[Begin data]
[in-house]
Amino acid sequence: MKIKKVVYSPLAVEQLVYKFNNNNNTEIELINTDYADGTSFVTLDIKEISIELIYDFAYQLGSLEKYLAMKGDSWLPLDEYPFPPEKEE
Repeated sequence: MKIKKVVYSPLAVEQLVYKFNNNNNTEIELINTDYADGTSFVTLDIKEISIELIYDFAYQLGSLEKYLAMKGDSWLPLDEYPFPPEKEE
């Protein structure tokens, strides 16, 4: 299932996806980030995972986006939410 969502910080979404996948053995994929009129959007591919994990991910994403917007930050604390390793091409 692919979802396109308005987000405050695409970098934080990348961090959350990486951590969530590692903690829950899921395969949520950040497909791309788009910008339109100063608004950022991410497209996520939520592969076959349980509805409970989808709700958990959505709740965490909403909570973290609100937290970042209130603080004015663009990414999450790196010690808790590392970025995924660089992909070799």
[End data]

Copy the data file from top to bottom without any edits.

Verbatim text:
[in-house]
Amino acid sequence: MKIKKVVYSPLAVEQLVYKFNNNNNTEIELINTDYADGTSFVTLDIKEISIELIYDFAYQLGSLEKYLAMKGDSWLPLDEYPFPPEKEE
Repeated sequence: MKIKKVVYSPLAVEQLVYKFNNNNNTEIELINTDYADGTSFVTLDIKEISIELIYDFAYQLGSLEKYLAMKGDSWLPLDEYPFPPEKEE
């Protein structure tokens, strides 16, 4: 299932996806980030995972986006939410 969502910080979404996948053995994929009129959007591919994990991910994403917007930050604390390793091409 692919979802396109308005987000405050695409970098934080990348961090959350990486951590969530590692903690829950899921395969949520950040497909791309788009910008339109100063608004950022991410497209996520939520592969076959349980509805409970989808709700958990959505709740965490909403909570973290609100937290970042209130603080004015663009990414999450790196010690808790590392970025995924660089992909070799």